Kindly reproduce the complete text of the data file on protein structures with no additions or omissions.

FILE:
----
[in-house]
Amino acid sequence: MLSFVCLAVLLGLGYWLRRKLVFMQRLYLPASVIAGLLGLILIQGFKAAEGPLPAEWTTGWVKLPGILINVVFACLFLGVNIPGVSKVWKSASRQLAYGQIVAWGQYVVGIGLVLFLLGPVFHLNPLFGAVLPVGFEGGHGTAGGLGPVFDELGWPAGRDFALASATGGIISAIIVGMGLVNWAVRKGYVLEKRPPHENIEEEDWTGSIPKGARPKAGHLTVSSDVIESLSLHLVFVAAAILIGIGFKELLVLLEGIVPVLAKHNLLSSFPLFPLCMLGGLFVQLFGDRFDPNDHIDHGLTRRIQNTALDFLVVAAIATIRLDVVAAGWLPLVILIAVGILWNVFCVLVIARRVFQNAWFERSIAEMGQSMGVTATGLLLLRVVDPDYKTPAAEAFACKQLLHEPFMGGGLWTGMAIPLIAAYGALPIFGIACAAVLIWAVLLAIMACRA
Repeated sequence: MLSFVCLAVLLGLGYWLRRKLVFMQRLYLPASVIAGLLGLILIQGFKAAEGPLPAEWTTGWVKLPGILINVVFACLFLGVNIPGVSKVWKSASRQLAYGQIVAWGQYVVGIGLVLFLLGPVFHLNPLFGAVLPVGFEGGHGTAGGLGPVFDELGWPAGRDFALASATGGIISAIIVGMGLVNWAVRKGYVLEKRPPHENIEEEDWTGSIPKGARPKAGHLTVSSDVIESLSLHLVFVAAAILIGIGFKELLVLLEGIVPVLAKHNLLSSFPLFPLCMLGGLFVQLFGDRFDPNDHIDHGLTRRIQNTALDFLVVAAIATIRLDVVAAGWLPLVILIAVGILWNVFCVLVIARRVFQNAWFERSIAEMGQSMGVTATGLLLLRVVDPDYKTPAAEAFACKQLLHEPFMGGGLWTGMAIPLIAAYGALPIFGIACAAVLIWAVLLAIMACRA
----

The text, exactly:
[in-house]
Amino acid sequence: MLSFVCLAVLLGLGYWLRRKLVFMQRLYLPASVIAGLLGLILIQGFKAAEGPLPAEWTTGWVKLPGILINVVFACLFLGVNIPGVSKVWKSASRQLAYGQIVAWGQYVVGIGLVLFLLGPVFHLNPLFGAVLPVGFEGGHGTAGGLGPVFDELGWPAGRDFALASATGGIISAIIVGMGLVNWAVRKGYVLEKRPPHENIEEEDWTGSIPKGARPKAGHLTVSSDVIESLSLHLVFVAAAILIGIGFKELLVLLEGIVPVLAKHNLLSSFPLFPLCMLGGLFVQLFGDRFDPNDHIDHGLTRRIQNTALDFLVVAAIATIRLDVVAAGWLPLVILIAVGILWNVFCVLVIARRVFQNAWFERSIAEMGQSMGVTATGLLLLRVVDPDYKTPAAEAFACKQLLHEPFMGGGLWTGMAIPLIAAYGALPIFGIACAAVLIWAVLLAIMACRA
Repeated sequence: MLSFVCLAVLLGLGYWLRRKLVFMQRLYLPASVIAGLLGLILIQGFKAAEGPLPAEWTTGWVKLPGILINVVFACLFLGVNIPGVSKVWKSASRQLAYGQIVAWGQYVVGIGLVLFLLGPVFHLNPLFGAVLPVGFEGGHGTAGGLGPVFDELGWPAGRDFALASATGGIISAIIVGMGLVNWAVRKGYVLEKRPPHENIEEEDWTGSIPKGARPKAGHLTVSSDVIESLSLHLVFVAAAILIGIGFKELLVLLEGIVPVLAKHNLLSSFPLFPLCMLGGLFVQLFGDRFDPNDHIDHGLTRRIQNTALDFLVVAAIATIRLDVVAAGWLPLVILIAVGILWNVFCVLVIARRVFQNAWFERSIAEMGQSMGVTATGLLLLRVVDPDYKTPAAEAFACKQLLHEPFMGGGLWTGMAIPLIAAYGALPIFGIACAAVLIWAVLLAIMACRA